One of the key insights from the neutral theory of molecular evolution is that functional sequences should generally evolve slower than nonfunctional sequences. The reasoning is very simple - some mutations in functional sequences will damage the function, will be removed by natural selection and thus will not contribute to evolutionary change. It is true that adaptation should speed up evolution because adaptive mutations would contribute to evolution at a much higher probability than neutral ones. This insight is the basis of much of comparative genomics. Find regions that evolve slower than neutral and you find functional sequences even if you know nothing about their function. Find paterns of evolution of functional regions that are too rapid and you find adaptation. Easy. In a paper published in GBE by David Lawrie, Dmitri Petrov and Philipp Messer we show that this is not always so easy. Specifically, when mutation is strongly biased (say in favor of A and T nucleotides) and these nucleotides tend to be weakly deleterious, one can generate very fast flip-flopping between the mutationally preferred state (A and T) and selectively preferred state (G or C in this example). The rate of evolution might even exceed that expected under neutrality without any adaptation. We show that this effect might be important in comparative genomics and urge the development of comparative genomic methods that explicitly incorporate mutational biases, selective processes, and crucially their interactions. The paper has been evaluated by Faculty of 1000 (http://f1000.com/13188956 and here is pdf).
To comment: go to Petrov Lab Blog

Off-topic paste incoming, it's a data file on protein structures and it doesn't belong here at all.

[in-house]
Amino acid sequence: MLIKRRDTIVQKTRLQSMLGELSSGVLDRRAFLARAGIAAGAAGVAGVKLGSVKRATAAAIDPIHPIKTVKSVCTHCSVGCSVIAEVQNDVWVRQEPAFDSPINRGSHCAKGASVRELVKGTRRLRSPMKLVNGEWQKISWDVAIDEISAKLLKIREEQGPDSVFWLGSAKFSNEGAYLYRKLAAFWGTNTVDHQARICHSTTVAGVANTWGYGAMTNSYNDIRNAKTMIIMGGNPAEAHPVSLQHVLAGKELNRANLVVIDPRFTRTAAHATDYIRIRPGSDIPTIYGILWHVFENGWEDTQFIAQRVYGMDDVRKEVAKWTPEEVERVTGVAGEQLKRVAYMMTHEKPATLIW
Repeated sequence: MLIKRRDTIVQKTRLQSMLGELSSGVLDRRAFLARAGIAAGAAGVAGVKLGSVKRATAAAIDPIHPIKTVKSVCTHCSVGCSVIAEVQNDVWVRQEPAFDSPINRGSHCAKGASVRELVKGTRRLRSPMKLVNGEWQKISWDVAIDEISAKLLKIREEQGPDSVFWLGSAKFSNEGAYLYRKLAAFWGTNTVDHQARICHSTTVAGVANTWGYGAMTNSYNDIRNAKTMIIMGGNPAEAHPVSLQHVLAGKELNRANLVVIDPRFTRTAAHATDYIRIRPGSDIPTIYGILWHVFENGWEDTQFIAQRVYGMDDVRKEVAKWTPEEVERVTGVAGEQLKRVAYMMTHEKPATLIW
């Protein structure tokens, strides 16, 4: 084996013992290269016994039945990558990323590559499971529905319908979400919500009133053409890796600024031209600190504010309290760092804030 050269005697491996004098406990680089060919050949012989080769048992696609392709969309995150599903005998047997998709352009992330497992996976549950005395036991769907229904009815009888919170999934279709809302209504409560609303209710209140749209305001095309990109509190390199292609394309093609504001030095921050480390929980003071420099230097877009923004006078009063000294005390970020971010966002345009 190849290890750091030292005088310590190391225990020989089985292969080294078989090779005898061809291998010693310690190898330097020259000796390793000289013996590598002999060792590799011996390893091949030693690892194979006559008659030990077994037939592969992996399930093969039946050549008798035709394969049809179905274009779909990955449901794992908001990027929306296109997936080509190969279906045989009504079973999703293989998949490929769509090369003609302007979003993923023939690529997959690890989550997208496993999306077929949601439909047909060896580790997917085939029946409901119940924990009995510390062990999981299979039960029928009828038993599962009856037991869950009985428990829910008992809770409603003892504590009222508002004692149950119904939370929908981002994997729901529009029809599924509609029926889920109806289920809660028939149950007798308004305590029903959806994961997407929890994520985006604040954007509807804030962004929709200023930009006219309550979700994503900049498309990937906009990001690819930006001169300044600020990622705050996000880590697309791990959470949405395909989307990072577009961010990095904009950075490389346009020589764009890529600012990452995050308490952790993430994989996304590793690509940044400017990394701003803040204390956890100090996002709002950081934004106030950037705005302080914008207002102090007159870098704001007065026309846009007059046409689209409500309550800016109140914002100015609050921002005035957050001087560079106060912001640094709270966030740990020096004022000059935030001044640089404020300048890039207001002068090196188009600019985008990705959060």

Monday, July 18, 2011
In a paper published in Genome Research, Penka Markova (who successfully graduated this year) and Dmitri, continue to shine light on the often underapprecaited step in studying natural selection in protein and DNA sequences. This step - alignment of homologous sequences - is key as it determines which positions in proteins are the "same" and thus can be meaningfully compared across species or individuals. Because it is often hard to assess the error at this step, the common practice is to accept the alignments as if they were in fact true and to investigate all other sources of possible error. Unfortunately, as this paper shows in particular, this assumption might be woefully wrong especially in the studies of positive selection. After all, we often define possible cases of positive selection by detecting patterns of evolution that are faster or different than predicted by the model of unchanging constraint. It is hard to generate a more unsual pattern than that produced by misalignments. Our paper suggests that 50-80% (!) of all cases of detected positive selection in the alighments of Drosophila proteins are due to misaligments. The problem is very severe and calls for computational and statistical solutions, manual curation of candidates, and above all caution in interpreting scans for positive selection based on massive, genome-level aligments of proteins. Our paper has been positively reviewed by Faculty of 1000 (two evaluations can be found here: http://f1000.com/11045956 and here is pdf).
To comment: go to Petrov Lab Blog
Saturday, May 21, 2011
The schedule for BAPG IV at Berkeley is all set for Saturday, May 21, 2010. We have a great lineup of speakers from Berkeley, UCSF, UC Davis and Stanford. The meeting will start at 9AM with coffee, will feature 5 talks, a lunch (pulled pork sandwiches, burgers, vegetarian food), a poster session and a then we were all graciously invited by John Pool to come hang out in his house.
9:30 AM Peter Ralph, UC Davis, Coop Lab
Geographic patterns under models of adaptation
10:00 AM Ryan Hernandez, UCSF, Hernandez Lab
Interrogating signatures of selective sweeps
10:30 AM Paul Norman, Stanford, Parham Lab
Population-specific Evolution of Human Natural Killer Cell Diversity
11:30 AM Qi Zhou, Berkeley, Bachtrog Lab
Genomic evolution of Drosophila miranda's neo-sex chromosomes
12:00 PM Dmitri Petrov, Stanford, Petrov Lab
Heterozygote advantage as a natural consequence of adaptation in diploids
Saturday, April 23, 2011